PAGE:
Reading scripture through the lens of nature
Daniel Cooperrider understands the Bible as an outdoor book, open to the sky.
Several years ago, I started walking three miles each morning with my English lab, no matter the weather. There is something good about closing the gap between oneself and the environment—getting soaked by the rain, feeling winter’s cold embrace, breathing the humid air of a midsummer morning.
In Speak with the Earth and It Will Teach You, Daniel Cooperrider closes the gap between God’s two books, the book of the Bible and the book of nature. Like Wendell Berry before him, Cooperrider understands the Bible as an outdoor book, open to the sky.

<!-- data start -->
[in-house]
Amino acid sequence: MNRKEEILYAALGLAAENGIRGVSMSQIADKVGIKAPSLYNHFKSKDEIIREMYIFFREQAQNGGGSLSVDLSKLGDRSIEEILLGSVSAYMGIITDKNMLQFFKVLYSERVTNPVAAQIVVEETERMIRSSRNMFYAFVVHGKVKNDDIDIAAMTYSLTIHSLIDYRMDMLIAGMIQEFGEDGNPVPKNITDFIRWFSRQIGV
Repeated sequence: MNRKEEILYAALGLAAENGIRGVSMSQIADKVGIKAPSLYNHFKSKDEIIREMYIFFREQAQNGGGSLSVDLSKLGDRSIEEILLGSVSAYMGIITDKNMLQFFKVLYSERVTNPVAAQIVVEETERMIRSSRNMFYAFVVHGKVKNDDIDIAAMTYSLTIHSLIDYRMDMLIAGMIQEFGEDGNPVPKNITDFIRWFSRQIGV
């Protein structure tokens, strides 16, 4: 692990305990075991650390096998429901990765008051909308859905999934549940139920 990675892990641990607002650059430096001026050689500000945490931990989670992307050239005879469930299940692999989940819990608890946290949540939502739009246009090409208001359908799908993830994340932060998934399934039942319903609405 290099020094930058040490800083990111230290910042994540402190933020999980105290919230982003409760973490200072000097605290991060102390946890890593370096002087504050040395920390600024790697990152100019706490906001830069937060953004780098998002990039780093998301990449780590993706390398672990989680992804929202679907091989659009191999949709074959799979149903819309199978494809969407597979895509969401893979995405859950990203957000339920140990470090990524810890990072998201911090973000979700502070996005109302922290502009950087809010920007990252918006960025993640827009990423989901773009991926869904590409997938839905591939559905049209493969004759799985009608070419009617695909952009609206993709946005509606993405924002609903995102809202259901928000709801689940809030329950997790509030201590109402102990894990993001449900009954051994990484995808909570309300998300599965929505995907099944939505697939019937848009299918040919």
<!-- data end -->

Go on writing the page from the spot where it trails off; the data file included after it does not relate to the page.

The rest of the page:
Cooperrider’s book bears the mark of the landscape of Vermont “with its blazing maples, dark green moss and fern-floored mountains, cold trout streams, big east-west skies, and fertile valleys,” the bulk of it having been written while Cooperrider was pastor of Weybridge Congregational Church. Educated in the ancient and venerable tradition of searching for God and meaning in the written word, Cooperrider learned from his Vermont congregation another way of reading for God and meaning: in the landscape and the events of the earth. “They taught me that the church was not just a place to read and interpret the written scriptures of God, but a place to read and interpret the expressions of God that emanate constantly and from every corner of God’s creation.”